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Starts & Stops

A I-93 on ramp that’s off-the-charts nerve-racking

Merging onto Interstate 93 southbound from Albany and Herald streets sometimes takes equal parts gumption and guile. Only the far left lane is permitted to enter the ramp.

Matthew J. Lee/Globe staff

Merging onto Interstate 93 southbound from Albany and Herald streets sometimes takes equal parts gumption and guile. Only the far left lane is permitted to enter the ramp.

Few pleasures of Boston driving are more joyous than trying to merge onto I-93 during rush hour. And while the experience is exhilarating at any juncture, several readers have e-mailed to point out an on-ramp that is particularly hairy: The intersection of Herald and Albany streets in the South End, where the far left of three lanes of traffic merges onto the southbound highway.

Doug of the Back Bay provided a wonderfully cogent description of the intersection, if you’re not familiar with the spot.

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“It is clearly marked that you should be in the left lane (of three lanes) with all lanes forced to take a right turn at the end of the street. Being in the left lane allows you to safely take the left side on-ramp to 93 S. Meanwhile, drivers are always trying to merge in from the center lane to take the left side on-ramp. It is clearly marked that you can’t do this on Herald Street.”

Doug added, “I seem to have a near accident once a week because of drivers ignoring the signage.”

(Check out a video of the intersection at www.boston.com/starts.)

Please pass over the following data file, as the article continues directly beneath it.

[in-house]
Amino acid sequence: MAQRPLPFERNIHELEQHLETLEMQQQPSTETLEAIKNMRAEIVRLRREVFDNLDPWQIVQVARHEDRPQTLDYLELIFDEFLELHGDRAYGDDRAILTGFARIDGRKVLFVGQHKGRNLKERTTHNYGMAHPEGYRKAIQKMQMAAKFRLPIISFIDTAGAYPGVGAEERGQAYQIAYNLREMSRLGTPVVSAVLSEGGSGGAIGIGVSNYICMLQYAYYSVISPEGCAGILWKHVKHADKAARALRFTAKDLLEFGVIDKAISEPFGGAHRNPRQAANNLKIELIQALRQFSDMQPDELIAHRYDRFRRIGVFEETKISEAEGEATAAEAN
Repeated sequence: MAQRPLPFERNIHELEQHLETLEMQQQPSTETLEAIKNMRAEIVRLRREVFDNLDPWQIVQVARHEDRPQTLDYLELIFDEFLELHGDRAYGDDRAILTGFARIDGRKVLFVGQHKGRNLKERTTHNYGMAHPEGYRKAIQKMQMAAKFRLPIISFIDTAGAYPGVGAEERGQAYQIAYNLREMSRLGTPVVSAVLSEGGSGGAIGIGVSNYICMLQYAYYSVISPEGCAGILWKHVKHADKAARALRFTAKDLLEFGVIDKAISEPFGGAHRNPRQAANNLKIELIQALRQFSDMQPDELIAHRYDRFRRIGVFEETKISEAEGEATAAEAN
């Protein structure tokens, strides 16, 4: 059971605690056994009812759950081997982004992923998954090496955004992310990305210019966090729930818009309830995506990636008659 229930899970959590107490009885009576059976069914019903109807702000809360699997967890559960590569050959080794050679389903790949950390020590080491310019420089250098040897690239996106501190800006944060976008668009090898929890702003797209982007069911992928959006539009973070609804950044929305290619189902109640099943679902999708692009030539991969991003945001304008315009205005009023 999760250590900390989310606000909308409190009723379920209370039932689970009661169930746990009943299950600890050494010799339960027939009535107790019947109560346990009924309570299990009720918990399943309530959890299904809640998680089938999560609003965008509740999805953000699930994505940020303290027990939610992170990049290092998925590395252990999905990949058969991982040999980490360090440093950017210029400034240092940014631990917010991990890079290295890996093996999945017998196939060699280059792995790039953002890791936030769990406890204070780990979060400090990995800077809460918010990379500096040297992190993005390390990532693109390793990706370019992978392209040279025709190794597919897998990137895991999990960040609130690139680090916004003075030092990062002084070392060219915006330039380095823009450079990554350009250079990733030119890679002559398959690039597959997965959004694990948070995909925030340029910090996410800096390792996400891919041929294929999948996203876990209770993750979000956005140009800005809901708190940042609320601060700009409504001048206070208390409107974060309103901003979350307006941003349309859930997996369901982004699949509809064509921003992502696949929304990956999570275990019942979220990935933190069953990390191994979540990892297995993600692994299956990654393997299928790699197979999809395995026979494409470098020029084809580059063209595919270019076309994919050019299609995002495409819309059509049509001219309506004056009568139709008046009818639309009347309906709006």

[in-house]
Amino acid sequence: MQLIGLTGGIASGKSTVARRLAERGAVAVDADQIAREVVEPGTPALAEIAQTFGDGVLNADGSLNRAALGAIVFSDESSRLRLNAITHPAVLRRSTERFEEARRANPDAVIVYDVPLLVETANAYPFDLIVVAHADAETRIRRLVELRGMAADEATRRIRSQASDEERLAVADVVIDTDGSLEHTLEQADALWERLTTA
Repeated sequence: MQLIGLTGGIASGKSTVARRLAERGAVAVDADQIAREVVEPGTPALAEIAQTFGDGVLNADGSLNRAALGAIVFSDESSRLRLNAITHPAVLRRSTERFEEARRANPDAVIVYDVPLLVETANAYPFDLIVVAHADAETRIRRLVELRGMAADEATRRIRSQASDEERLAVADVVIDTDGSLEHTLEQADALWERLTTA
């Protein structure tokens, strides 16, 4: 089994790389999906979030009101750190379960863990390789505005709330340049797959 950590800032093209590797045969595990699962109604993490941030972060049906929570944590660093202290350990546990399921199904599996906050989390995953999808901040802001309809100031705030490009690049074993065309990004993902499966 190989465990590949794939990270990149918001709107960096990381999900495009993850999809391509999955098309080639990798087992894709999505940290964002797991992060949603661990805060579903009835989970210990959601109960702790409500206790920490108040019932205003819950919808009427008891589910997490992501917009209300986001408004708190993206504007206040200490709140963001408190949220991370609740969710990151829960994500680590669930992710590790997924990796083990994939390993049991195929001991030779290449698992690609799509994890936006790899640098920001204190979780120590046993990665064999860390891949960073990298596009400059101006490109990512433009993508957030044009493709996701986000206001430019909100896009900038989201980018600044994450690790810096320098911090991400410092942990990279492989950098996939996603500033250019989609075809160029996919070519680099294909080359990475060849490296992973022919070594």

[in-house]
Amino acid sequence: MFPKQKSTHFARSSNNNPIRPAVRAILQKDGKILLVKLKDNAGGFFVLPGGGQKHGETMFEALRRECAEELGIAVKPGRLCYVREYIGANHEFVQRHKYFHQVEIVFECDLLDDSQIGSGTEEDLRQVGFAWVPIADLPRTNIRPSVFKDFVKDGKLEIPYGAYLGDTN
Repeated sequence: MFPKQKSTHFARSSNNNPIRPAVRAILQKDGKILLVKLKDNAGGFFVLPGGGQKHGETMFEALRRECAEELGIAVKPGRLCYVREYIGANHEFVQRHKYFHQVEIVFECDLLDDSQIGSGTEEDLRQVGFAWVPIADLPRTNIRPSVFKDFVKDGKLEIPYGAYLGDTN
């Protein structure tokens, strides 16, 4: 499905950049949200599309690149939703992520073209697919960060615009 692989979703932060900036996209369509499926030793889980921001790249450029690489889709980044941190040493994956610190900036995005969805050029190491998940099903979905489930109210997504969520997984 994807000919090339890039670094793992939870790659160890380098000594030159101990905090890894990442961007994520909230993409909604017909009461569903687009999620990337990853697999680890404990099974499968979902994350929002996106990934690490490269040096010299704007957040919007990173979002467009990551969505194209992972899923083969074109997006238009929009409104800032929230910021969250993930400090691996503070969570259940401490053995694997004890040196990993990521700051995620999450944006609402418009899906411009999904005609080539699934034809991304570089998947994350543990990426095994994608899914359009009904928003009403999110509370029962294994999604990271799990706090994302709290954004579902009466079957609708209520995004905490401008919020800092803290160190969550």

Another reader, Jerry, summed it up well.

“The net result of this mass merging is a funnel-shaped parking lot of cars blocking the on-ramp to I-93 along with the lanes of Albany St.,” he wrote.

By the way, he continued, the problem is exacerbated “by the fact that, at the top of the ramp, traffic on Southeast Expressway is super slow; hence, merging into the I-93 and onto the ramp is a slow process and cars do not readily exit the funnel.” And, he added, “there are interesting facial expressions and dynamics as drivers jockey to get onto the ramp.”

As these readers say, the signs on Herald Street are pretty unequivocal about the fact that only those in the left-hand lane are allowed onto the ramp.

Michael Verseckes, spokesman for the Massachusetts Department of Transportation, confirmed that pushy drivers trying to elbow their way in from the right and center lanes are in the wrong.

But, Verseckes said, some of the pavement markings that provide extra clarification for drivers have worn off in recent years. Motorists may well need additional reminders, he said.

“MassDOT will work with the city of Boston to examine installing additional signs and will be adding pavement markings to improve the clarity of the lane assignments at the intersection,” he added.

For new chief engineer, a long journey

It’s 2013, so it shouldn’t be a big deal that MassDOT has just appointed its first woman in the role of chief highway engineer this past week, but considering the department’s longstanding reputation as an old boy’s club, it is.